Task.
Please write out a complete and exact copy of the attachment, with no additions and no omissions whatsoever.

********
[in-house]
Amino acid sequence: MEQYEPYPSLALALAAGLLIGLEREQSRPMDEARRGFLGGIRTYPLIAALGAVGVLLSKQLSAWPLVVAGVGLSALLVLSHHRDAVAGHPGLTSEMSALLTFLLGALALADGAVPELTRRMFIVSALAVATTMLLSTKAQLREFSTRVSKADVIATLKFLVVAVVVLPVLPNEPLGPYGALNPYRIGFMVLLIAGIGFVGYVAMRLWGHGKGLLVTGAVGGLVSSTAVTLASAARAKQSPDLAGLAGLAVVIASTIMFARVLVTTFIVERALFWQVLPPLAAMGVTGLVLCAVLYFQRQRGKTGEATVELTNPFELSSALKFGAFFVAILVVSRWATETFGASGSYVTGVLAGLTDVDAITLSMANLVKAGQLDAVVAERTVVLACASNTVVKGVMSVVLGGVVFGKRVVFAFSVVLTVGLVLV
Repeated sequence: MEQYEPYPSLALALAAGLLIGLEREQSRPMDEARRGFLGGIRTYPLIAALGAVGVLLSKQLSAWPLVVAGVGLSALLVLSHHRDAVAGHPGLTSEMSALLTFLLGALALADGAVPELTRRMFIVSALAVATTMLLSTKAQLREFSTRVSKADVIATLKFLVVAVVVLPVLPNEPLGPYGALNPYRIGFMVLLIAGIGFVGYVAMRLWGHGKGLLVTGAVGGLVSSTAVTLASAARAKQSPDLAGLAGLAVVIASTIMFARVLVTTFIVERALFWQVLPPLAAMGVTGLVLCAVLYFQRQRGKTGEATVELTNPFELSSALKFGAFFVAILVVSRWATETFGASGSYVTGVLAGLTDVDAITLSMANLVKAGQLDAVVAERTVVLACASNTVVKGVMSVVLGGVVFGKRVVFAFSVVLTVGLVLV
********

[in-house]
Amino acid sequence: MEQYEPYPSLALALAAGLLIGLEREQSRPMDEARRGFLGGIRTYPLIAALGAVGVLLSKQLSAWPLVVAGVGLSALLVLSHHRDAVAGHPGLTSEMSALLTFLLGALALADGAVPELTRRMFIVSALAVATTMLLSTKAQLREFSTRVSKADVIATLKFLVVAVVVLPVLPNEPLGPYGALNPYRIGFMVLLIAGIGFVGYVAMRLWGHGKGLLVTGAVGGLVSSTAVTLASAARAKQSPDLAGLAGLAVVIASTIMFARVLVTTFIVERALFWQVLPPLAAMGVTGLVLCAVLYFQRQRGKTGEATVELTNPFELSSALKFGAFFVAILVVSRWATETFGASGSYVTGVLAGLTDVDAITLSMANLVKAGQLDAVVAERTVVLACASNTVVKGVMSVVLGGVVFGKRVVFAFSVVLTVGLVLV
Repeated sequence: MEQYEPYPSLALALAAGLLIGLEREQSRPMDEARRGFLGGIRTYPLIAALGAVGVLLSKQLSAWPLVVAGVGLSALLVLSHHRDAVAGHPGLTSEMSALLTFLLGALALADGAVPELTRRMFIVSALAVATTMLLSTKAQLREFSTRVSKADVIATLKFLVVAVVVLPVLPNEPLGPYGALNPYRIGFMVLLIAGIGFVGYVAMRLWGHGKGLLVTGAVGGLVSSTAVTLASAARAKQSPDLAGLAGLAVVIASTIMFARVLVTTFIVERALFWQVLPPLAAMGVTGLVLCAVLYFQRQRGKTGEATVELTNPFELSSALKFGAFFVAILVVSRWATETFGASGSYVTGVLAGLTDVDAITLSMANLVKAGQLDAVVAERTVVLACASNTVVKGVMSVVLGGVVFGKRVVFAFSVVLTVGLVLV